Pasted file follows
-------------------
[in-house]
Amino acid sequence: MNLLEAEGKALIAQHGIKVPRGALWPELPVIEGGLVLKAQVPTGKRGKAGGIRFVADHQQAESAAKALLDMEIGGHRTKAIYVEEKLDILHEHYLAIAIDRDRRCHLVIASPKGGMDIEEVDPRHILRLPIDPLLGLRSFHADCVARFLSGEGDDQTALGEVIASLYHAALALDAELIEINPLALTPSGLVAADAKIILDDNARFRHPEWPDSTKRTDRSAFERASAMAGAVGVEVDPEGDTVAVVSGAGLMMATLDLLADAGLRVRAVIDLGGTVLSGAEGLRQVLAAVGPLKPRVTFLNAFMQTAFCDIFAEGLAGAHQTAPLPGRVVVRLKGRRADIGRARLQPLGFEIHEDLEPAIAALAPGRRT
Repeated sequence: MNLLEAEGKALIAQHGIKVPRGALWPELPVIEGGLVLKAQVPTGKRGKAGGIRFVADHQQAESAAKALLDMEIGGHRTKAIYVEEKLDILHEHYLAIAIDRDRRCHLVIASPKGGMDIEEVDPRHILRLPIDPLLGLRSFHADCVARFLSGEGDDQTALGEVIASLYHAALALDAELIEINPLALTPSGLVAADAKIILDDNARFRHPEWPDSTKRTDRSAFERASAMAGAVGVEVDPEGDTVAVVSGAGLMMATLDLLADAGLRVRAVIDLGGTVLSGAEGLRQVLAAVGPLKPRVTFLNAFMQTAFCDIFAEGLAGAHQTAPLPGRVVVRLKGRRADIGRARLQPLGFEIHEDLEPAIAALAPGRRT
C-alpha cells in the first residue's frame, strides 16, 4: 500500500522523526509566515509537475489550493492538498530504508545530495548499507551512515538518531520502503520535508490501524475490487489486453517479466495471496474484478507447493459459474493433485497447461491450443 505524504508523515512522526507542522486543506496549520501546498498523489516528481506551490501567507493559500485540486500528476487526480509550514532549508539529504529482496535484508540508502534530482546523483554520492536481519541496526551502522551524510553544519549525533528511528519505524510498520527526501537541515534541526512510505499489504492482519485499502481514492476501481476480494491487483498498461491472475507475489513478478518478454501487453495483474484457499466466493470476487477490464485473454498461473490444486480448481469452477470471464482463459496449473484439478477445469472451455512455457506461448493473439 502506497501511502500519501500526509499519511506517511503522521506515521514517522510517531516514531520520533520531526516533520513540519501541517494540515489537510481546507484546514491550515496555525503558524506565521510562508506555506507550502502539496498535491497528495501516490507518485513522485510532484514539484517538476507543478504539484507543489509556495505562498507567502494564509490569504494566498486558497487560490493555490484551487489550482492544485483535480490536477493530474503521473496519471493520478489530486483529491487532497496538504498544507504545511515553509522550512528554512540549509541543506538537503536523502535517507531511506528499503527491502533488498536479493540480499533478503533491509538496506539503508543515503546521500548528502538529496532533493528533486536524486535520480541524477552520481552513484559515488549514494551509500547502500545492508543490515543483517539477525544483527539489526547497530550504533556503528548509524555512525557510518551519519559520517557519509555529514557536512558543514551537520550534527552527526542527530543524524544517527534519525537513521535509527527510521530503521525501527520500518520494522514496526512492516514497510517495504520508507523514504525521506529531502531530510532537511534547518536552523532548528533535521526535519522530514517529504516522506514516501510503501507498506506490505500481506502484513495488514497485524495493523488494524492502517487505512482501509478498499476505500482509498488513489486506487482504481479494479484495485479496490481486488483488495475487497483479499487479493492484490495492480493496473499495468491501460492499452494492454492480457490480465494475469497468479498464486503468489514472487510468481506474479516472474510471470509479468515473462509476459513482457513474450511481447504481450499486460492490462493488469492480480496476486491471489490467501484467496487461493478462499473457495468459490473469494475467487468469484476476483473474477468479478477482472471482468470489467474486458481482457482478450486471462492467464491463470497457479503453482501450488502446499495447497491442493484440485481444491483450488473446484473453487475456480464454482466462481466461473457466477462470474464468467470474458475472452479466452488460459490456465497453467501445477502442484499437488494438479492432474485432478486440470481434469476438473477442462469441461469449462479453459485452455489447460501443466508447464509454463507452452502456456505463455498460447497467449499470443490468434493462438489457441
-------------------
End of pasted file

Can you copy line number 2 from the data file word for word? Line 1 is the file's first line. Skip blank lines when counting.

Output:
Amino acid sequence: MNLLEAEGKALIAQHGIKVPRGALWPELPVIEGGLVLKAQVPTGKRGKAGGIRFVADHQQAESAAKALLDMEIGGHRTKAIYVEEKLDILHEHYLAIAIDRDRRCHLVIASPKGGMDIEEVDPRHILRLPIDPLLGLRSFHADCVARFLSGEGDDQTALGEVIASLYHAALALDAELIEINPLALTPSGLVAADAKIILDDNARFRHPEWPDSTKRTDRSAFERASAMAGAVGVEVDPEGDTVAVVSGAGLMMATLDLLADAGLRVRAVIDLGGTVLSGAEGLRQVLAAVGPLKPRVTFLNAFMQTAFCDIFAEGLAGAHQTAPLPGRVVVRLKGRRADIGRARLQPLGFEIHEDLEPAIAALAPGRRT